And now the numbers!

  • There were 12 countries in 2009 with E&M spending above US$20 billion, led by the United States at US$428 billion and Japan at US$164 billion. Of the leading countries, the People’s Republic of China (PRC) will be by far the fastest growing with a projected 12 per cent compound annual increase, fuelled by a vibrant economy and large increases in broadband penetration that in turn propel other segments. Japan will be the slowest growing of the leading countries at 2.8 per cent compounded annually.
  • Internet access is a key driver of spending in most segments. Increased broadband penetration will boost wired access while growing smartphone penetration and wireless network upgrades will drive mobile access. Spending on wired and mobile Internet access will rise from US$228 billion in 2009 to US$351 billion in 2014.
  • We expect a relatively flat market in aggregate global advertising and consumer/end-user spending in 2010, improved growth in 2011 and a return to mid-single-digit gains during 2014. Overall global advertising will increase at a 4.2 per cent CAR from US$406 billion in 2009 to US$498 billion in 2014. Overall consumer/end-user spending will rise from US$688 billion in 2009 to US$842 billion in 2014, a 4.1 per cent compound annual increase.
  • Globally, the video game market will grow from US$52.5 billion in 2009 to US$86.8 billion in 2014, growing at a compound growth rate of 10.6 per cent. This will make it the second fastest-growing segment of E&M behind internet advertising wired and mobile, but will be the fastest-growing consumer/end user segment ahead of TV subscriptions and license fees.
  • The global television subscription and license fee market will increase from $185.9 billion in 2009 to US$258.1 billion in 2014, a CAGR of 6.8 per cent. This will outpace TV advertising, which will grow at a CAGR of 5.7 per cent. The biggest component of this market is subscription spending and this will increase at 7.5 per cent CAR to US$210.8 billion in 2014. Asia Pacific will be the fastest-growing region with a 10 per cent compund annual increase rising to US$47.1 billion in 2014 from US$29.2 billion in 2009.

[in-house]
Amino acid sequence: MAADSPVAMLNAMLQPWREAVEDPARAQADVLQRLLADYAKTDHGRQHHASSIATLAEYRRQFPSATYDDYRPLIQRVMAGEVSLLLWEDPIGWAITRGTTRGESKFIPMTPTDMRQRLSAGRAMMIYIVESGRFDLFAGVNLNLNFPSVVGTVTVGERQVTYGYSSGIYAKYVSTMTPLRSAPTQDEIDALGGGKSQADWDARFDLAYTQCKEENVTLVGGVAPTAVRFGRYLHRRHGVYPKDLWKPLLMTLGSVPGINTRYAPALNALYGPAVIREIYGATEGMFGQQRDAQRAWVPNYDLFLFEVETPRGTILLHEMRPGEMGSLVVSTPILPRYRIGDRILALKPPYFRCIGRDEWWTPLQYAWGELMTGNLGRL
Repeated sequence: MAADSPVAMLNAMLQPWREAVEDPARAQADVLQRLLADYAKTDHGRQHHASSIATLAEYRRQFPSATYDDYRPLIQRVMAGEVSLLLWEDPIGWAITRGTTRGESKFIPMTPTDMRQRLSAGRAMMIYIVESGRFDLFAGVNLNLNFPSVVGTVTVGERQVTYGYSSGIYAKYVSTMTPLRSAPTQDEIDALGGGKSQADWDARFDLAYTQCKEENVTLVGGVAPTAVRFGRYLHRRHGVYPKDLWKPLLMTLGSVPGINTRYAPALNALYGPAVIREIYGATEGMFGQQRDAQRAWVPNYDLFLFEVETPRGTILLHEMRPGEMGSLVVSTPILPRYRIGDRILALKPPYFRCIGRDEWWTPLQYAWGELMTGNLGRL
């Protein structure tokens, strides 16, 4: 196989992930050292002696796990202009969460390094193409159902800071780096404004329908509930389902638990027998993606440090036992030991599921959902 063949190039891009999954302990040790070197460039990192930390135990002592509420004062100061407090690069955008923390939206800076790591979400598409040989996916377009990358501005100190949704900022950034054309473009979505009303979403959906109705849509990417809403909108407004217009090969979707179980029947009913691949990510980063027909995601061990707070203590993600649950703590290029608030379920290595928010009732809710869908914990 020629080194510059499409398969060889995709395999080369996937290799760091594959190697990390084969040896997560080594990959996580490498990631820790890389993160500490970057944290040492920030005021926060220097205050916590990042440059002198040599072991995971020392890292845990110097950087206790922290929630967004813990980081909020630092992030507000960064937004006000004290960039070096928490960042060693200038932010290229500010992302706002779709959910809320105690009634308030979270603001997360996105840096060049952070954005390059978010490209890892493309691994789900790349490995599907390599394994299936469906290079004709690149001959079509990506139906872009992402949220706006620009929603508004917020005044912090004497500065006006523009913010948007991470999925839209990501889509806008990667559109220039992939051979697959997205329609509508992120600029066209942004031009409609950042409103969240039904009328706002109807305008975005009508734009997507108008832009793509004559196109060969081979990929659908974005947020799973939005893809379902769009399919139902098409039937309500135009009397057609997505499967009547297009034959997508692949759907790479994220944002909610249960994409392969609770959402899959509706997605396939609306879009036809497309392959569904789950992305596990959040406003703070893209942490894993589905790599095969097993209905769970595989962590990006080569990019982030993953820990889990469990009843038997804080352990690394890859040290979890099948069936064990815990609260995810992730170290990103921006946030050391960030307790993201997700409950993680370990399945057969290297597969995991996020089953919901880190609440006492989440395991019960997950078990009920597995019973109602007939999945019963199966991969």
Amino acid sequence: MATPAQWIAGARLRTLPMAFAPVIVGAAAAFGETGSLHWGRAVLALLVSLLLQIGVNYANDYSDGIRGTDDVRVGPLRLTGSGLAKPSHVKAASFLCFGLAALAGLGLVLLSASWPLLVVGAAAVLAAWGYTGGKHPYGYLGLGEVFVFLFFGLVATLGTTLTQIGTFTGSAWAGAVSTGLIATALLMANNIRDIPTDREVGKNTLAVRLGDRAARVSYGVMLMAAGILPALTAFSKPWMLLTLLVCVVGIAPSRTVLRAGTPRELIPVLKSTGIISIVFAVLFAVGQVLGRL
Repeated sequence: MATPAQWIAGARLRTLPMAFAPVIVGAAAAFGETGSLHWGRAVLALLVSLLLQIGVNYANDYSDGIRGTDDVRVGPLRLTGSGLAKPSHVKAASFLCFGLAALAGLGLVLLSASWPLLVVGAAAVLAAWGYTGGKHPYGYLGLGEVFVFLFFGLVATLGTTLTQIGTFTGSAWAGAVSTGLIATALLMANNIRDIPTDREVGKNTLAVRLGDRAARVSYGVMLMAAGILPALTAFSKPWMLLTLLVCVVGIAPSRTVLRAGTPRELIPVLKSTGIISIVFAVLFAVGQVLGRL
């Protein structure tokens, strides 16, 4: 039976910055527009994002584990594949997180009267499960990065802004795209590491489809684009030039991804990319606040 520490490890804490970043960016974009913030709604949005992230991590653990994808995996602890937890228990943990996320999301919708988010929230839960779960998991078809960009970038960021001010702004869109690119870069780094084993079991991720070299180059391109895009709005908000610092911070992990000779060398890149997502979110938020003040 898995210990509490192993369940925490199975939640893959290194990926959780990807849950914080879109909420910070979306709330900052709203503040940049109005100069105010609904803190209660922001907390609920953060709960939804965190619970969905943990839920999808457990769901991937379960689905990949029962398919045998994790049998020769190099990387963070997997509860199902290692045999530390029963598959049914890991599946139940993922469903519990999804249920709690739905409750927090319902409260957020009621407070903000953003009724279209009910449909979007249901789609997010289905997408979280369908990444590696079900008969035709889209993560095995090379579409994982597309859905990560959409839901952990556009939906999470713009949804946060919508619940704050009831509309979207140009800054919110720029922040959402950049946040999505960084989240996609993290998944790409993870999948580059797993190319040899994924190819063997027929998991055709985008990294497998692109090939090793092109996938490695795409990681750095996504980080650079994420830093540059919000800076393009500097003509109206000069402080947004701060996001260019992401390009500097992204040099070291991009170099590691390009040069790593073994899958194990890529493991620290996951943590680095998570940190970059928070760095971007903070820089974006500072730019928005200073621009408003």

• Total global spending on consumer magazines fell by 10.6 percent in 2009. We project an additional 2.7 per cent decrease in 2010, a flat market in 2011, and modest growth during 2012–14. As a result, spending will total $74 billion in 2014, up 0.7 percent compounded annually from $71.5 billion in 2009.
  • Electronic educational books will grow at a CAGR of 36.5 per cent globally throughout the forecast period yet will still only account for less than 6 per cent of global spend on educational books in 2014.

Notes to Editor:

About the Outlook

  • PricewaterhouseCoopers Global Entertainment & Media Outlook 2010-2014, the 11th annual edition, contains in-depth analyses and forecasts of 13 major industry segments across four regions of the globe: North America (USA, Canada), EMEA (Europe, Middle East and Africa), Asia Pacific and Latin America. To order copies go to: http://www.pwc.com/outlook . For press copies contact Fiona Scholes, Fiona.scholes@uk.pwc.com.
  • Digital spending, as referenced in the Outlook, includes: broadband and mobile access; wired and mobile internet advertising; video on demand; mobile TV subscriptions; online and mobile TV advertising; digital recorded music distribution; online movie subscription rentals and digital downloads; online and wireless video games; digital advertising in newspapers and consumer magazines; satellite radio subscriptions and online radio advertising; electronic consumer; education and professional books; digital directory advertising; trade magazine digital advertising.

About PricewaterhouseCoopers